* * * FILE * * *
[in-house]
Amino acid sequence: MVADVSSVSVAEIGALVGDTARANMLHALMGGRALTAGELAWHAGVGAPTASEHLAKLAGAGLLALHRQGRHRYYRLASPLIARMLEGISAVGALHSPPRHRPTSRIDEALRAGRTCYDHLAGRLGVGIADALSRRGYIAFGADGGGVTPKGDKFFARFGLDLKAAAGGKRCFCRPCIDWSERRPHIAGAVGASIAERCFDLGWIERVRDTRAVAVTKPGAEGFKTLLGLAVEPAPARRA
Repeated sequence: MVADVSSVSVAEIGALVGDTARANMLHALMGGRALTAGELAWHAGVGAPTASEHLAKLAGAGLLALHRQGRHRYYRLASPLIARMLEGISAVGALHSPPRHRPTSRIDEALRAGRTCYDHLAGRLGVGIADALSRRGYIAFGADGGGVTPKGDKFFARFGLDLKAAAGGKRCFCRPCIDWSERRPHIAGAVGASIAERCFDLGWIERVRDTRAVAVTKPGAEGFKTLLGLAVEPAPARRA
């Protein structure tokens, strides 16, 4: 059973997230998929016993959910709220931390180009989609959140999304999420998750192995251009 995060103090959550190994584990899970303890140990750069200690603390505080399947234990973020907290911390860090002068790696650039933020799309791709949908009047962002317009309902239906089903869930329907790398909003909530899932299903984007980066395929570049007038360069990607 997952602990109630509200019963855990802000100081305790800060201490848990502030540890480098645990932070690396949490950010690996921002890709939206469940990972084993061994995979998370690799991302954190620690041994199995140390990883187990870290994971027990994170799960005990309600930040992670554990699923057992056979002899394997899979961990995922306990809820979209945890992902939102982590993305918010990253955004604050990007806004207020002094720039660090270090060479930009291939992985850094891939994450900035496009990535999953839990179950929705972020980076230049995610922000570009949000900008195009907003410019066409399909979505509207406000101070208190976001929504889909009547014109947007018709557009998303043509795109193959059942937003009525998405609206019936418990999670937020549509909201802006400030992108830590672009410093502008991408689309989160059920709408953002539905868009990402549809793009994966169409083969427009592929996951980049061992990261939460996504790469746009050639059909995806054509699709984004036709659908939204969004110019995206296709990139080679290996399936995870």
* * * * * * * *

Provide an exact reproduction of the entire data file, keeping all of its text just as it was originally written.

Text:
[in-house]
Amino acid sequence: MVADVSSVSVAEIGALVGDTARANMLHALMGGRALTAGELAWHAGVGAPTASEHLAKLAGAGLLALHRQGRHRYYRLASPLIARMLEGISAVGALHSPPRHRPTSRIDEALRAGRTCYDHLAGRLGVGIADALSRRGYIAFGADGGGVTPKGDKFFARFGLDLKAAAGGKRCFCRPCIDWSERRPHIAGAVGASIAERCFDLGWIERVRDTRAVAVTKPGAEGFKTLLGLAVEPAPARRA
Repeated sequence: MVADVSSVSVAEIGALVGDTARANMLHALMGGRALTAGELAWHAGVGAPTASEHLAKLAGAGLLALHRQGRHRYYRLASPLIARMLEGISAVGALHSPPRHRPTSRIDEALRAGRTCYDHLAGRLGVGIADALSRRGYIAFGADGGGVTPKGDKFFARFGLDLKAAAGGKRCFCRPCIDWSERRPHIAGAVGASIAERCFDLGWIERVRDTRAVAVTKPGAEGFKTLLGLAVEPAPARRA
């Protein structure tokens, strides 16, 4: 059973997230998929016993959910709220931390180009989609959140999304999420998750192995251009 995060103090959550190994584990899970303890140990750069200690603390505080399947234990973020907290911390860090002068790696650039933020799309791709949908009047962002317009309902239906089903869930329907790398909003909530899932299903984007980066395929570049007038360069990607 997952602990109630509200019963855990802000100081305790800060201490848990502030540890480098645990932070690396949490950010690996921002890709939206469940990972084993061994995979998370690799991302954190620690041994199995140390990883187990870290994971027990994170799960005990309600930040992670554990699923057992056979002899394997899979961990995922306990809820979209945890992902939102982590993305918010990253955004604050990007806004207020002094720039660090270090060479930009291939992985850094891939994450900035496009990535999953839990179950929705972020980076230049995610922000570009949000900008195009907003410019066409399909979505509207406000101070208190976001929504889909009547014109947007018709557009998303043509795109193959059942937003009525998405609206019936418990999670937020549509909201802006400030992108830590672009410093502008991408689309989160059920709408953002539905868009990402549809793009994966169409083969427009592929996951980049061992990261939460996504790469746009050639059909995806054509699709984004036709659908939204969004110019995206296709990139080679290996399936995870």